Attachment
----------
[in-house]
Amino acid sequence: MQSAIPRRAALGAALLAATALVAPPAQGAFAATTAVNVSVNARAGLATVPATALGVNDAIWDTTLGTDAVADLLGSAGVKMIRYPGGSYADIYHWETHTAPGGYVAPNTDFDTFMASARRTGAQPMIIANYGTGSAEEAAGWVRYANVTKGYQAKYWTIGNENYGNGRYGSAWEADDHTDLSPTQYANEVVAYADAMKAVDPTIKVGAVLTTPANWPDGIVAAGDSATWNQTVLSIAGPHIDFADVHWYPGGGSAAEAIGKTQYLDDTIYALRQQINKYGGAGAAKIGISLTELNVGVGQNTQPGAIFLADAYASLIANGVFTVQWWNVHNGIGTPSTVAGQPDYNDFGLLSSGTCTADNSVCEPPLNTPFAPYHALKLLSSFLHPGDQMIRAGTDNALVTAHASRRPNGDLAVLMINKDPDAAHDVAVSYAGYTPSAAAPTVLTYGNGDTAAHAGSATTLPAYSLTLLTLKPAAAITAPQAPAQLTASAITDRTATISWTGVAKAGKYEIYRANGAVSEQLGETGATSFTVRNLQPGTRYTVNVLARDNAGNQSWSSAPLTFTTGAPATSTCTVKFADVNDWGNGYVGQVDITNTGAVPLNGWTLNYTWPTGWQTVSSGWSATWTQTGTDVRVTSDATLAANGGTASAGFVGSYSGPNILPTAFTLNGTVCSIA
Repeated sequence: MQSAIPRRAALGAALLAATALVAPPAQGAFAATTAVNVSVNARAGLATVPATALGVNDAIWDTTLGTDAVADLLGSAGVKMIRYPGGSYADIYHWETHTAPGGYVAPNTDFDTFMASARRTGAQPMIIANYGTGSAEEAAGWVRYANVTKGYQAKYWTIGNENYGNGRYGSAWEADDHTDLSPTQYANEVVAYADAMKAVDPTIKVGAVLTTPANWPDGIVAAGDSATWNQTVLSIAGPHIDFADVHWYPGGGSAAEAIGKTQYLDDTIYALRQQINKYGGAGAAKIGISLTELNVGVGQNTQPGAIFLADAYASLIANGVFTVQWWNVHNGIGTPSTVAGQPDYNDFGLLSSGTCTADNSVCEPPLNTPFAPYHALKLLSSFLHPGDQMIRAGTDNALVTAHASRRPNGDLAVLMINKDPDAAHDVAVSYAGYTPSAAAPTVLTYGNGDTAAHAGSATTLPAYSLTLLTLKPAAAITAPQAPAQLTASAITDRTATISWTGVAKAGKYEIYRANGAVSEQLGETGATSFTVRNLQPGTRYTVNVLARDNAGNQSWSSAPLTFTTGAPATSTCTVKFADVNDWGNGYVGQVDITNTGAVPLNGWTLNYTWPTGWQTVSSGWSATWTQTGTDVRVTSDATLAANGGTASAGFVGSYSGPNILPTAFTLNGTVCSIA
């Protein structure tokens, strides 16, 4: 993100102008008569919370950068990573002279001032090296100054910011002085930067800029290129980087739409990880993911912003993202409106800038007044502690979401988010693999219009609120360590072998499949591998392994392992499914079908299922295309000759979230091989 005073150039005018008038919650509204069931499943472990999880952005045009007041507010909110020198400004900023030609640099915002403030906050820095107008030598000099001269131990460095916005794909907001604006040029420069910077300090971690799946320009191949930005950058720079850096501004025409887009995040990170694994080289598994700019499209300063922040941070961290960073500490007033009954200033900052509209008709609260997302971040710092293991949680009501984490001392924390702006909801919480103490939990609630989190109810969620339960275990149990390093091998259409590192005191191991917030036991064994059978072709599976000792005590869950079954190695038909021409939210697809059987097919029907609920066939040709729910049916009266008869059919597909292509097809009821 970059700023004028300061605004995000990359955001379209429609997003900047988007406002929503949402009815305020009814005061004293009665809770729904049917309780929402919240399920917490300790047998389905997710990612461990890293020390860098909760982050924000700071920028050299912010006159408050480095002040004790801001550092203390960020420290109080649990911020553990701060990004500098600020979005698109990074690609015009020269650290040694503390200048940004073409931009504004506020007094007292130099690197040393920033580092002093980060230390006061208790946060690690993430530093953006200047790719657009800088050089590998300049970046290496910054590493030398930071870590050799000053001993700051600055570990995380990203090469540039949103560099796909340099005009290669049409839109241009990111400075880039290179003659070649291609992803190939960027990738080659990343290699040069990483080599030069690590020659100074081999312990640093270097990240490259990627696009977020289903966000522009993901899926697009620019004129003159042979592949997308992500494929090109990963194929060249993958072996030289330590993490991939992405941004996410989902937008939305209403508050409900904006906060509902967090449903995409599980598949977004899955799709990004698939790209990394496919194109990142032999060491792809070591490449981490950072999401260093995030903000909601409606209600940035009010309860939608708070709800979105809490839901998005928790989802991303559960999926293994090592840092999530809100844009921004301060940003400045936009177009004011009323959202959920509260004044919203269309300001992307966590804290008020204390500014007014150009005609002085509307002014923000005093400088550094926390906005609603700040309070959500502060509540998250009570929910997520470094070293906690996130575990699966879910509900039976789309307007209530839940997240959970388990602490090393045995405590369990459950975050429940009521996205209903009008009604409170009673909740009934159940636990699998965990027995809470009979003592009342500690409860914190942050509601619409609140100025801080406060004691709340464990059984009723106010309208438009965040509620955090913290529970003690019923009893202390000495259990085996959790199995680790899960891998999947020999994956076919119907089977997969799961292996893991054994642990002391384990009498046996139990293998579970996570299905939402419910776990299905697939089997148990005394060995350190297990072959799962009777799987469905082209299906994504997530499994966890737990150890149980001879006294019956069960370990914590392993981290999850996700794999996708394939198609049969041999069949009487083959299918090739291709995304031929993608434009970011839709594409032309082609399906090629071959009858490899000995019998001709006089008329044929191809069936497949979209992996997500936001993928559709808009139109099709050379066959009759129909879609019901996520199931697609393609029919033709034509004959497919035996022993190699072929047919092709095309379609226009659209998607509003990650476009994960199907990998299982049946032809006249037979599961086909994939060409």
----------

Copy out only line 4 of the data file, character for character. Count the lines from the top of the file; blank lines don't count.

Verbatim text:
């Protein structure tokens, strides 16, 4: 993100102008008569919370950068990573002279001032090296100054910011002085930067800029290129980087739409990880993911912003993202409106800038007044502690979401988010693999219009609120360590072998499949591998392994392992499914079908299922295309000759979230091989 005073150039005018008038919650509204069931499943472990999880952005045009007041507010909110020198400004900023030609640099915002403030906050820095107008030598000099001269131990460095916005794909907001604006040029420069910077300090971690799946320009191949930005950058720079850096501004025409887009995040990170694994080289598994700019499209300063922040941070961290960073500490007033009954200033900052509209008709609260997302971040710092293991949680009501984490001392924390702006909801919480103490939990609630989190109810969620339960275990149990390093091998259409590192005191191991917030036991064994059978072709599976000792005590869950079954190695038909021409939210697809059987097919029907609920066939040709729910049916009266008869059919597909292509097809009821 970059700023004028300061605004995000990359955001379209429609997003900047988007406002929503949402009815305020009814005061004293009665809770729904049917309780929402919240399920917490300790047998389905997710990612461990890293020390860098909760982050924000700071920028050299912010006159408050480095002040004790801001550092203390960020420290109080649990911020553990701060990004500098600020979005698109990074690609015009020269650290040694503390200048940004073409931009504004506020007094007292130099690197040393920033580092002093980060230390006061208790946060690690993430530093953006200047790719657009800088050089590998300049970046290496910054590493030398930071870590050799000053001993700051600055570990995380990203090469540039949103560099796909340099005009290669049409839109241009990111400075880039290179003659070649291609992803190939960027990738080659990343290699040069990483080599030069690590020659100074081999312990640093270097990240490259990627696009977020289903966000522009993901899926697009620019004129003159042979592949997308992500494929090109990963194929060249993958072996030289330590993490991939992405941004996410989902937008939305209403508050409900904006906060509902967090449903995409599980598949977004899955799709990004698939790209990394496919194109990142032999060491792809070591490449981490950072999401260093995030903000909601409606209600940035009010309860939608708070709800979105809490839901998005928790989802991303559960999926293994090592840092999530809100844009921004301060940003400045936009177009004011009323959202959920509260004044919203269309300001992307966590804290008020204390500014007014150009005609002085509307002014923000005093400088550094926390906005609603700040309070959500502060509540998250009570929910997520470094070293906690996130575990699966879910509900039976789309307007209530839940997240959970388990602490090393045995405590369990459950975050429940009521996205209903009008009604409170009673909740009934159940636990699998965990027995809470009979003592009342500690409860914190942050509601619409609140100025801080406060004691709340464990059984009723106010309208438009965040509620955090913290529970003690019923009893202390000495259990085996959790199995680790899960891998999947020999994956076919119907089977997969799961292996893991054994642990002391384990009498046996139990293998579970996570299905939402419910776990299905697939089997148990005394060995350190297990072959799962009777799987469905082209299906994504997530499994966890737990150890149980001879006294019956069960370990914590392993981290999850996700794999996708394939198609049969041999069949009487083959299918090739291709995304031929993608434009970011839709594409032309082609399906090629071959009858490899000995019998001709006089008329044929191809069936497949979209992996997500936001993928559709808009139109099709050379066959009759129909879609019901996520199931697609393609029919033709034509004959497919035996022993190699072929047919092709095309379609226009659209998607509003990650476009994960199907990998299982049946032809006249037979599961086909994939060409």